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Journal of Medical Humanities

, Volume 39, Issue 3, pp 243–261 | Cite as

Drawing Invisible Wounds: War Comics and the Treatment of Trauma

  • Joshua M. Leone
Article

Abstract

Since the Vietnam War, graphic novels about war have shifted from simply representing it to portraying avenues for survivors to establish psychological wellness in their lives following traumatic events. While modern diagnostic medicine often looks to science, technology, and medications to treat the psychosomatic damage produced by trauma, my article examines the therapeutic potential of the comics medium with close attention to war comics. Graphic novels draw trauma in a different light: because of the medium’s particular combination of words and images in sequence, war comics represent that which is typically unrepresentable, and these books serve as useful tools to promote healing among the psychologically wounded. Graphic narratives, both fictional and non-fictional, illuminate the ways that the unseen wounds of traumatic experience affect public health by compromising the ability of communities, individuals, and survivors to create and maintain meaningful relationships with others.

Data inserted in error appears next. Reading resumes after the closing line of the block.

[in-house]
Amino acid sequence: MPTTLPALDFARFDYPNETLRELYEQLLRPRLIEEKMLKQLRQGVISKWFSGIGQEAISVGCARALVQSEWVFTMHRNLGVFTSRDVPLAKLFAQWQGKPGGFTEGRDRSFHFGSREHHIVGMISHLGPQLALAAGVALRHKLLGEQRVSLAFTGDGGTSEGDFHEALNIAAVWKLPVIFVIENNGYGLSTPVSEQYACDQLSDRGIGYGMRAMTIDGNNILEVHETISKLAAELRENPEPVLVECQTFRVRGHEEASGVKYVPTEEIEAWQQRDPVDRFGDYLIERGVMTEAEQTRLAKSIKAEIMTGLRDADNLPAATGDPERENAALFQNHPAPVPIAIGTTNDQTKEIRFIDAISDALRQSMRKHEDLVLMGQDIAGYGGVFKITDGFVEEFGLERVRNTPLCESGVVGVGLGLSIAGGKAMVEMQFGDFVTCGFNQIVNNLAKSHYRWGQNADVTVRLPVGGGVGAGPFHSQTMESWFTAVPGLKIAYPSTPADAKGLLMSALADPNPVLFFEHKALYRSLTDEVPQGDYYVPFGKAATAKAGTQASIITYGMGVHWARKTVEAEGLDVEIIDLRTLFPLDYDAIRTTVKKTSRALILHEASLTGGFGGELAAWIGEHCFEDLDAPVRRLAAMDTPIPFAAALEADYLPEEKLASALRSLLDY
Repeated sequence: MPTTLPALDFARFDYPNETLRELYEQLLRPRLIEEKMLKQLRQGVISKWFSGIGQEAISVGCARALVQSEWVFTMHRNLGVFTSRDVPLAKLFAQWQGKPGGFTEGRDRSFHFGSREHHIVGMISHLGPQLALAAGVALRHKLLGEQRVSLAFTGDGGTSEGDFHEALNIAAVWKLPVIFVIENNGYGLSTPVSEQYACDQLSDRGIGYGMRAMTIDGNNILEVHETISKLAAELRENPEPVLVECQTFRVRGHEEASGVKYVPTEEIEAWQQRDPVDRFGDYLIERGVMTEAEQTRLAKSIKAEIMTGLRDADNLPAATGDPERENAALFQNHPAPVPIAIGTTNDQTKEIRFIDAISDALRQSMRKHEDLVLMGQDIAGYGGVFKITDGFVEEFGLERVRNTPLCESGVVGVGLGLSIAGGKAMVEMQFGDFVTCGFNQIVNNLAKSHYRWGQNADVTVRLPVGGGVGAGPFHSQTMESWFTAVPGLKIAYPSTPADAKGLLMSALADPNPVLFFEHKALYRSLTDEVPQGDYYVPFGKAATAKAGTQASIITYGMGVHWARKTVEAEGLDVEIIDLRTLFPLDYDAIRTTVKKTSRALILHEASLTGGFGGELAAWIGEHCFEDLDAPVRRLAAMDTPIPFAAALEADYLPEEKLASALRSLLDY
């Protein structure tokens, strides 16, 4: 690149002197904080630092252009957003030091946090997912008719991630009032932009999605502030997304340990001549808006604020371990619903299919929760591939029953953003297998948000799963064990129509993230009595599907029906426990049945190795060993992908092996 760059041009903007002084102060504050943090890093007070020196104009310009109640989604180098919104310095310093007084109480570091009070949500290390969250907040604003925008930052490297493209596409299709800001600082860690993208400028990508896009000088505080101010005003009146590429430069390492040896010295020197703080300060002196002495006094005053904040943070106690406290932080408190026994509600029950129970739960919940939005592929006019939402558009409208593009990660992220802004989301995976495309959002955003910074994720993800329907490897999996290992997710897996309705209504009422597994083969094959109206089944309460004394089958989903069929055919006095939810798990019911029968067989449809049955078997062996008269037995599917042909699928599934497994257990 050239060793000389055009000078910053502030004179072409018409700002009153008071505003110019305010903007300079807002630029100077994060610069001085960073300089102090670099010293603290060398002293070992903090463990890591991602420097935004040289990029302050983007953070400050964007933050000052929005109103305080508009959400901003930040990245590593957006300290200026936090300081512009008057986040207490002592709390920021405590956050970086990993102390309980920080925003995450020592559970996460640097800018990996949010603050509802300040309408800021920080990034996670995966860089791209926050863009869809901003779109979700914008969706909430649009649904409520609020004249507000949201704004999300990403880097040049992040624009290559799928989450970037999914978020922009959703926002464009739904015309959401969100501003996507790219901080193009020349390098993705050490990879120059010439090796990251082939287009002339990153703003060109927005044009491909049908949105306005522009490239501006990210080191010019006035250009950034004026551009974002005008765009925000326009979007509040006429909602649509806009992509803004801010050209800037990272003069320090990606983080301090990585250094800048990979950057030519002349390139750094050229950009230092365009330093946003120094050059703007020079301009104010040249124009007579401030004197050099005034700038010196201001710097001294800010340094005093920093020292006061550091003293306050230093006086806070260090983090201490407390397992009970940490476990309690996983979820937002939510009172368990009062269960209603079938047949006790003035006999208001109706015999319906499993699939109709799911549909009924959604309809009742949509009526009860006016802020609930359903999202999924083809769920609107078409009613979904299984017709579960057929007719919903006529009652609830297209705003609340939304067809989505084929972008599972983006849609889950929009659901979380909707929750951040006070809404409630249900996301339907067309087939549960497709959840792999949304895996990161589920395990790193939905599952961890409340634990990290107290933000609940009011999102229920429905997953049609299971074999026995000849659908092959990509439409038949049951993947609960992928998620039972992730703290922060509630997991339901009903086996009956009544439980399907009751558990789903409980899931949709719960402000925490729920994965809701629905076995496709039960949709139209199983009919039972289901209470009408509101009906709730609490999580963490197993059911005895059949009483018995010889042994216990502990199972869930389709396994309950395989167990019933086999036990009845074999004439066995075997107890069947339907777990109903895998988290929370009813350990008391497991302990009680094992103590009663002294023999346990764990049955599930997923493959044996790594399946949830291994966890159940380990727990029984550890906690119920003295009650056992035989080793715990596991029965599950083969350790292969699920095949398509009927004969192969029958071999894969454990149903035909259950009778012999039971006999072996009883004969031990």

Keywords

Trauma Posttraumatic Stress Disorder (PTSD) Comics Graphic medicine Graphic narrative Vietnam War Iraq War Afghanistan War 

Notes

Acknowledgments

Thank you to John Said for introducing me to the concepts discussed in this paper and to Professor Susan Merrill Squier for her Graphic Medicine class at Penn State which taught me a great deal about comics and their therapeutic value. Thank you to Professor Kit Hume, Dr. Sarah Salter and Michelle Huang for reading the draft. Most importantly, I want to thank my wife Michelle for carrying me along.

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Copyright information

© Springer Science+Business Media New York 2017

Authors and Affiliations

  1. 1.Department of English and PhilosophyATTN: MADN-DEP, United States Military AcademyNew YorkUSA

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